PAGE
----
If there’s one thing true about the Nintendo Switch, it’s that developers love to port years-old games to the console. From Undertale and Wolfenstein II to Mario Kart 8 Deluxe and New Super Mario Bros. U Deluxe, there is seemingly an endless pipeline through which the Switch gets ports from. Moreover, with the recent release date announcements for the likes of three Resident Evil games and a multitude of Final Fantasy games, there’s no telling what will come next!
It gets one thinking. While it could be a sad indicator for the Switch to simply receive ports, it might also be interesting to ponder what may be down the line. So far the ports have actually worked out pretty well for the most part, so let’s suppose the next port will be…
Fallout 3 And/Or Fallout: New Vegas
With the recent outing of Fallout 76, it’s hard to tell if the franchise remains unscathed. Regardless, it has a remarkably loyal fanbase, true to Bethesda form, who are willing to look past, or even defend, Bethesda’s recent attempt at an online Fallout game.
Having seen Skyrim ported to Switch, we know that Bethesda’s open-world adventures can work quite well on the hybrid console. Exploring the vast wastelands in Fallout 3‘s Capital Wasteland and Fallout New Vegas’ Mojave would be an absolute joy on the go. Provided the games run just as well, if not better than their last-gen counterparts, especially given eleven years’ worth of technological enhancements, a bundle complete with Bethesda and Obsidian’s Fallout titles, coupled with their DLC’s, would be a blast, whether in docked mode or handheld mode.
Plus, who knows? This might already be in the works. While Bethesda Game Director Todd Howard himself rejected prior rumors of a Fallout 3 remaster, some speculate a recent Amazon listing from Bethesda suggests a re-release of some kind for Fallout 3. E3 can’t come soon enough.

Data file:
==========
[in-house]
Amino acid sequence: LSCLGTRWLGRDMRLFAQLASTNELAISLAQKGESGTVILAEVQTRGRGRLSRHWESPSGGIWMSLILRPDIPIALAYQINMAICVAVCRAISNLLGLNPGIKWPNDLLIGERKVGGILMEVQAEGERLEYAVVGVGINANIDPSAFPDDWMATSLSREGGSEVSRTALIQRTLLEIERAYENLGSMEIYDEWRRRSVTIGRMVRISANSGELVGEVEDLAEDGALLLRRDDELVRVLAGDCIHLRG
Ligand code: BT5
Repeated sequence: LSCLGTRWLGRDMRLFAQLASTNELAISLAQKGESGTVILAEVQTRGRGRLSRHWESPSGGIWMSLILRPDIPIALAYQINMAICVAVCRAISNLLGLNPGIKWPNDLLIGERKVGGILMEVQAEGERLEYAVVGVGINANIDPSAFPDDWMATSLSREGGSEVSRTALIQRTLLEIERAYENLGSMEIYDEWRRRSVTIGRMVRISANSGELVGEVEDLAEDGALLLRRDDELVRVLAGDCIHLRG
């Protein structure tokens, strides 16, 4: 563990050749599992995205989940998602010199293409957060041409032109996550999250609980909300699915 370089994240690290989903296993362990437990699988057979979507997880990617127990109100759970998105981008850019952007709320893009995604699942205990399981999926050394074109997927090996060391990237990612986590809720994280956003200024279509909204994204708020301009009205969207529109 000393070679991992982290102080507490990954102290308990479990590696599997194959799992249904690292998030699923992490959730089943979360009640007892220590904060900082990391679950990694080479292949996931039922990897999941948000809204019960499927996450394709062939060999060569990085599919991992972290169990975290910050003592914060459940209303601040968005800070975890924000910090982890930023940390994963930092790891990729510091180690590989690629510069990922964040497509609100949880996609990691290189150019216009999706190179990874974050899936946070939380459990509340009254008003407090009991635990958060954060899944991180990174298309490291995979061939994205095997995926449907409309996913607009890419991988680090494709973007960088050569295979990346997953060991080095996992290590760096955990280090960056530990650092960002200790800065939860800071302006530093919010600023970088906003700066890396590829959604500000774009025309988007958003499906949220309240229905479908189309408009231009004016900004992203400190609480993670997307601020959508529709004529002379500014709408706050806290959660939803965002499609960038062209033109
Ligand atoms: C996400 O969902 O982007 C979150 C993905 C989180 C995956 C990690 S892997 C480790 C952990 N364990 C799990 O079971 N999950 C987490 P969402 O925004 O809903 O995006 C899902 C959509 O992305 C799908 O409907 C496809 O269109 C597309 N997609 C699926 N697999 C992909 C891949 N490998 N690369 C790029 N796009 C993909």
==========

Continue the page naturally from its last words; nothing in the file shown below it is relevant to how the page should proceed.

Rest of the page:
Red Dead Redemption
Now that players have finally had the time to digest Red Dead Redemption II‘s redemption story for Arthur Morgan, now might be a good time to go back and play through the original game. Since the sequel was technically a prequel, this would only make sense, and it would finally let Rockstar bring one of their best hits to a Nintendo console.
While also nearly a decade old, Red Dead Redemption‘s cowboy chaos still holds up well, even in light of Red Dead Redemption II. The gunplay is still reminiscent of any classic Western shootout and its presentation has aged admirably. Bearing a similar layout to L.A. Noire, which came out on the Switch a bit over a year ago, there’s a good case to be made that Red Dead Redemption would handle just fine on the road.
Overall, Red Dead Redemption would be a solid port for the Switch. In terms of open-world games, it’s one of the best that could be brought to Switch, and when paired with its Undead Nightmare DLC, this would be a no-brainer for Switch owners.
With the recent release of Dark Souls: Remastered on the Nintendo Switch, it might only seem natural to bring From Software’s following efforts to the Switch. Of them all, though, Bloodborne might be the best for it.
Tentative performance issues aside (in lieu of Dark Souls on Switch), Bloodborne plays just like any Souls game would, save for a “dodgeball” approach to combat. Theoretically, Bloodborne would be a fantastically exhilarating game to play on the go, and would certainly allow Nintendo fans the opportunity to play one of the PS4’s best games. Now, the possibility of this happening is somewhere near 0%, as it is a Sony property. Yet, if it were to come to Switch regardless, the tagline would read: Prepare to buy.